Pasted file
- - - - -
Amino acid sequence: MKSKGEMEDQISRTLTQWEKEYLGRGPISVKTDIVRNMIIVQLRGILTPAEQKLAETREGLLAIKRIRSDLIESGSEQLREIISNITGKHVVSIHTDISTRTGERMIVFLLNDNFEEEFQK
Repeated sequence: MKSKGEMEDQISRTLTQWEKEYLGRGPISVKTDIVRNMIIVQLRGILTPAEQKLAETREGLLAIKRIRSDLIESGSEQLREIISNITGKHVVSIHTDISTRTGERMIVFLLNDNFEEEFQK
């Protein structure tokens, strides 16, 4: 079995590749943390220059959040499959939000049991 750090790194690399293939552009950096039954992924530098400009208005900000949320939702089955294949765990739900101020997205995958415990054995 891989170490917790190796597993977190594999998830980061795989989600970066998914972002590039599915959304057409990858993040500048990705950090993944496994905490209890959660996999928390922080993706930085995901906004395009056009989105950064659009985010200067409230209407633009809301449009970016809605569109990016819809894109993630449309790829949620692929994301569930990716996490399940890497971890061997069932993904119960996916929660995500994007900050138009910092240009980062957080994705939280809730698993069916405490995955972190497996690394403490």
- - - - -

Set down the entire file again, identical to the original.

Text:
Amino acid sequence: MKSKGEMEDQISRTLTQWEKEYLGRGPISVKTDIVRNMIIVQLRGILTPAEQKLAETREGLLAIKRIRSDLIESGSEQLREIISNITGKHVVSIHTDISTRTGERMIVFLLNDNFEEEFQK
Repeated sequence: MKSKGEMEDQISRTLTQWEKEYLGRGPISVKTDIVRNMIIVQLRGILTPAEQKLAETREGLLAIKRIRSDLIESGSEQLREIISNITGKHVVSIHTDISTRTGERMIVFLLNDNFEEEFQK
């Protein structure tokens, strides 16, 4: 079995590749943390220059959040499959939000049991 750090790194690399293939552009950096039954992924530098400009208005900000949320939702089955294949765990739900101020997205995958415990054995 891989170490917790190796597993977190594999998830980061795989989600970066998914972002590039599915959304057409990858993040500048990705950090993944496994905490209890959660996999928390922080993706930085995901906004395009056009989105950064659009985010200067409230209407633009809301449009970016809605569109990016819809894109993630449309790829949620692929994301569930990716996490399940890497971890061997069932993904119960996916929660995500994007900050138009910092240009980062957080994705939280809730698993069916405490995955972190497996690394403490």